• Using outdoor irrigation during and 48 hours following measurable precipitation

What’s Required for Business

  • Restaurants and other food service establishments can only serve water to customers on request
  • Hotels and Motels must provide guests with the option of not having towels and linens laundered daily

What Water Suppliers Must Do

  • Impose restrictions on outdoor irrigation
  • Notify customers about leaks that are within the customer’s control
  • Report on water use monthly
  • Report on compliance and enforcement
  • Water Suppliers must reduce their water production by certain percentages set by the State Water Resources Control Board:

                       City of Banning:  32%

                      Beaumont Cherry Valley Water District 36%

                      Yucaipa Valley Water District 36%

 

Violations of prohibited activities may be punishable by fines by the local water provider.
If you live in Beaumont or Cherry Valley, click here www.bcvwd.org/
If you live in Banning, click here www.ci.banning.ca.us
If you live in Calimesa, click here www.cityofcalimesa.net
If you live in Yucaipa, click here www.yvwd.dst.ca.us/

Or contact your local water provided for information on the regulations in your area.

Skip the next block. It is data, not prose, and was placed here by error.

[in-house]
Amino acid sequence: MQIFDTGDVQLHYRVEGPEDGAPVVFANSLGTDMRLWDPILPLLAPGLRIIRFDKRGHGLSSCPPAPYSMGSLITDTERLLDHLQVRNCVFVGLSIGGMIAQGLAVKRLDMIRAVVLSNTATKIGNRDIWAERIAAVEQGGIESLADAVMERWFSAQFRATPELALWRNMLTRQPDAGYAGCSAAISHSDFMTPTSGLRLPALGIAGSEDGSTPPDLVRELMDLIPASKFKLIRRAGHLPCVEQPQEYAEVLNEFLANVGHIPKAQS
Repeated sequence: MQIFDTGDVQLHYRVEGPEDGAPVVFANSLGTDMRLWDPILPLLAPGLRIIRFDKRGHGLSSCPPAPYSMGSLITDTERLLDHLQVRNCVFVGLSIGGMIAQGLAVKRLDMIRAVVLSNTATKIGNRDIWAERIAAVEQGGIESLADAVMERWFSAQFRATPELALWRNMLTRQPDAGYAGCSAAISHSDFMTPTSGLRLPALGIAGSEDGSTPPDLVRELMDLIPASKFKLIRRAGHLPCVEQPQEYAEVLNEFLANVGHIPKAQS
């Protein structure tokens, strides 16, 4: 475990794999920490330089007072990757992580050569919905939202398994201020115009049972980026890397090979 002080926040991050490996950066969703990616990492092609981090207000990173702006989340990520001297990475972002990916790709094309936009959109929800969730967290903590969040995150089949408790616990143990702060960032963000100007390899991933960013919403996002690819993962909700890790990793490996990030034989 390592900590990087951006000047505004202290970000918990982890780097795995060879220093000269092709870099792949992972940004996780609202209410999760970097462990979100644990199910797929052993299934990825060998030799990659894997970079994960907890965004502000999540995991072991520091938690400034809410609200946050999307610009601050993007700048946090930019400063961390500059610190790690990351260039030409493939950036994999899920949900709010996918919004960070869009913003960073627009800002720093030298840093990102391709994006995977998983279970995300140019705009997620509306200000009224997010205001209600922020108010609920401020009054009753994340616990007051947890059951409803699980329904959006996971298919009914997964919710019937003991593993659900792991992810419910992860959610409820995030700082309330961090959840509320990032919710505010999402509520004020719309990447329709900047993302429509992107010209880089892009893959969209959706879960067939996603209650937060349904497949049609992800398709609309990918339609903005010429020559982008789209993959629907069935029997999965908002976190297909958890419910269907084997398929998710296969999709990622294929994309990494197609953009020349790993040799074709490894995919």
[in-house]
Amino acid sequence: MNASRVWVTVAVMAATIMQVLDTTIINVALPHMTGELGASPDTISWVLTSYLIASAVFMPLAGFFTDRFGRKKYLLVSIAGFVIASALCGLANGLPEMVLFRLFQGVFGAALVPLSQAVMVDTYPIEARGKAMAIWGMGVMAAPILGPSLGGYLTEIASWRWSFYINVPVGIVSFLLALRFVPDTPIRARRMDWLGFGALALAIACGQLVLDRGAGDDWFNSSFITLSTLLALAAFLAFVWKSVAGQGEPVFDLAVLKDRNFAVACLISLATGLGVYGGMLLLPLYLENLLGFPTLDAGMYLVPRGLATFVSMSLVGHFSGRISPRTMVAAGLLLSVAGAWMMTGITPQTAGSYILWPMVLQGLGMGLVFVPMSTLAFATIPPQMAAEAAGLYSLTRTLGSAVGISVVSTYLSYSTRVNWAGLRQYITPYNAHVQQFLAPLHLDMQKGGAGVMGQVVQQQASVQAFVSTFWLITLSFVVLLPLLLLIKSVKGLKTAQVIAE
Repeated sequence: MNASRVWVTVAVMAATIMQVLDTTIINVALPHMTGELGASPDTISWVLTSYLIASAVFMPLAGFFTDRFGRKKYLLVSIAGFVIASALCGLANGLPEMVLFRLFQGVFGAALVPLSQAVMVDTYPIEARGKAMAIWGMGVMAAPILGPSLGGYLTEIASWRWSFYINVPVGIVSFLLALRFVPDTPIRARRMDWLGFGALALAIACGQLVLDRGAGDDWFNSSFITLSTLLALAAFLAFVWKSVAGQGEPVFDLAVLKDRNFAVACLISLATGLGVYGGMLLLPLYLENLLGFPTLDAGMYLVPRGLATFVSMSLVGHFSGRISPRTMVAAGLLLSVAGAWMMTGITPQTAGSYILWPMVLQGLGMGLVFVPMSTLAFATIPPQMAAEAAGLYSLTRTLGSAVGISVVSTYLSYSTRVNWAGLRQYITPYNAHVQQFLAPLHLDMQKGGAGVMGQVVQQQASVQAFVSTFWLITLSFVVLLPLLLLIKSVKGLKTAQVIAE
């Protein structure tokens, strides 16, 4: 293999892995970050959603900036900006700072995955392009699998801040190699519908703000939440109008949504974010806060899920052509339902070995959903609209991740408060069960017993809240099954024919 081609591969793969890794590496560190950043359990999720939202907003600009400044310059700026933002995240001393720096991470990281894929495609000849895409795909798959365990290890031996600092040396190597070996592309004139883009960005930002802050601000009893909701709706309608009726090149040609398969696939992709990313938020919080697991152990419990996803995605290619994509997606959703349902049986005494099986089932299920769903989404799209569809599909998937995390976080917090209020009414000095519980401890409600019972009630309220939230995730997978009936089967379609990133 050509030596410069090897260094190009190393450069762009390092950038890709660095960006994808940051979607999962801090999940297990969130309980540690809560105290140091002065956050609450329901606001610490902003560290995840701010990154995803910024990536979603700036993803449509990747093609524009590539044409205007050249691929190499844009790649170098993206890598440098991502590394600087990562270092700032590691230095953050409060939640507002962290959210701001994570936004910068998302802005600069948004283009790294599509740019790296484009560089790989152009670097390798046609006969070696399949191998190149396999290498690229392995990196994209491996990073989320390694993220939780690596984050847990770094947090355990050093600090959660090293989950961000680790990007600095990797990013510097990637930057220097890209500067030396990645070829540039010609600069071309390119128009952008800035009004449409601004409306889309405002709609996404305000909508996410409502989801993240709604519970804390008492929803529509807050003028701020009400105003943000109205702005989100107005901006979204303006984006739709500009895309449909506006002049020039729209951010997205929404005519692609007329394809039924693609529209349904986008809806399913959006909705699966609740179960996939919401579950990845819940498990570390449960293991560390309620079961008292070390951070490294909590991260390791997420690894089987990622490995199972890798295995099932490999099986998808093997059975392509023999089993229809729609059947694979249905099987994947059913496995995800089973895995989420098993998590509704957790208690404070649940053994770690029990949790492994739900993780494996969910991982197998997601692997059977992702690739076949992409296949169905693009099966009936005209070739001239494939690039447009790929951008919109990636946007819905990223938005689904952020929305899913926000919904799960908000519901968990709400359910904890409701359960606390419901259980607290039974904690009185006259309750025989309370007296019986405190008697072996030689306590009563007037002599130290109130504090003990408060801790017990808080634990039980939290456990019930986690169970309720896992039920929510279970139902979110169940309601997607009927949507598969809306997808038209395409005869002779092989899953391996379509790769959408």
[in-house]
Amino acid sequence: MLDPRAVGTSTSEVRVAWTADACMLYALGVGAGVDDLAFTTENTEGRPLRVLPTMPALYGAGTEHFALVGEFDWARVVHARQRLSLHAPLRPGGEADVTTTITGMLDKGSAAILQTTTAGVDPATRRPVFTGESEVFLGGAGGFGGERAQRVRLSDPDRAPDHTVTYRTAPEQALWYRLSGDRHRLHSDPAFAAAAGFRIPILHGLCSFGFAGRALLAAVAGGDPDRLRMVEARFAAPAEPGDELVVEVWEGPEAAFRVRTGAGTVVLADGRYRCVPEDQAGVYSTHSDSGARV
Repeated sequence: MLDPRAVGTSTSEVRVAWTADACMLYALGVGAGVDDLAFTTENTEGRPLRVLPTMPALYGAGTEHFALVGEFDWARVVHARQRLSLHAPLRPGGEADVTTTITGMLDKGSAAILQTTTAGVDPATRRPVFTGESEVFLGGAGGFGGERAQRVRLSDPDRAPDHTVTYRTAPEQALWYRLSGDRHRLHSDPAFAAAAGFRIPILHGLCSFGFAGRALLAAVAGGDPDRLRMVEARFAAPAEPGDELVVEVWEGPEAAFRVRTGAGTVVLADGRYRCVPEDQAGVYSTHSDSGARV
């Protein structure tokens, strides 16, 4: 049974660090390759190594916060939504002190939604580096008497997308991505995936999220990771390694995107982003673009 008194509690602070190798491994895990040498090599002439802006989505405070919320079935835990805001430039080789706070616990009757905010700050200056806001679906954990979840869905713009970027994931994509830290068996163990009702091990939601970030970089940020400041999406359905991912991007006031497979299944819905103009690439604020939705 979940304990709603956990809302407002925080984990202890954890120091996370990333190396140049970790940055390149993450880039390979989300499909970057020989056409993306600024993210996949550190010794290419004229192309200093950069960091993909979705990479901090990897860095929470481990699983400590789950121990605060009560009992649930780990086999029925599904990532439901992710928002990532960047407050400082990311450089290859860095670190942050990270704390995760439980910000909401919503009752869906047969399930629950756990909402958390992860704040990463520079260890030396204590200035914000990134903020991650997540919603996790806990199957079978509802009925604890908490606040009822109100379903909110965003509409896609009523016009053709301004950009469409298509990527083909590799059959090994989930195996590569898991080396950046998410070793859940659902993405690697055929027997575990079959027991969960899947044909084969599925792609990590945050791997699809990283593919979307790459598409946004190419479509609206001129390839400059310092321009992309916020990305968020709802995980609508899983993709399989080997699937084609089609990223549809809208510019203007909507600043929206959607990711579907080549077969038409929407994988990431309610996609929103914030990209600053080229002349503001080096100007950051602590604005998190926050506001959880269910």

San Gorgonio Pass Water Alliance Water Conservation Committee

The Water Conservation Committee of the Pass Water Alliance meets at least once a month and has focused its efforts on developing a regional water conservation message that will resonate with and be effective from Calimesa in the West to Verbenia on the East.  The various retail water agencies in the region have varied landscapes, resources, and conservation priorities.

Many of the individual Alliance members have their own water conservation programs that work well for those individual members.  A common message and focus that would work well throughout the Pass is our goal.

The Committee is currently focusing on applying for a water conservation grant.  There are a number of conservation-oriented grants available from federal and state sources.  Grants are available for such conservation-themed projects as turf removal, sprinkler controller retrofits, school education programs, conservation gardens, leak detection programs, and other concepts.  The Committee is currently researching which of these will work best so that the region can leverage its assets by hiring a grant writer to develop a winning proposal that will bring outside funding to the entire region.

Using Water Efficiently

In California, the largest use of all urban water is watering landscapes. In the inland regions, such as the San Gorgonio Pass, 65 to 75 percent of residential water use occurs outdoors.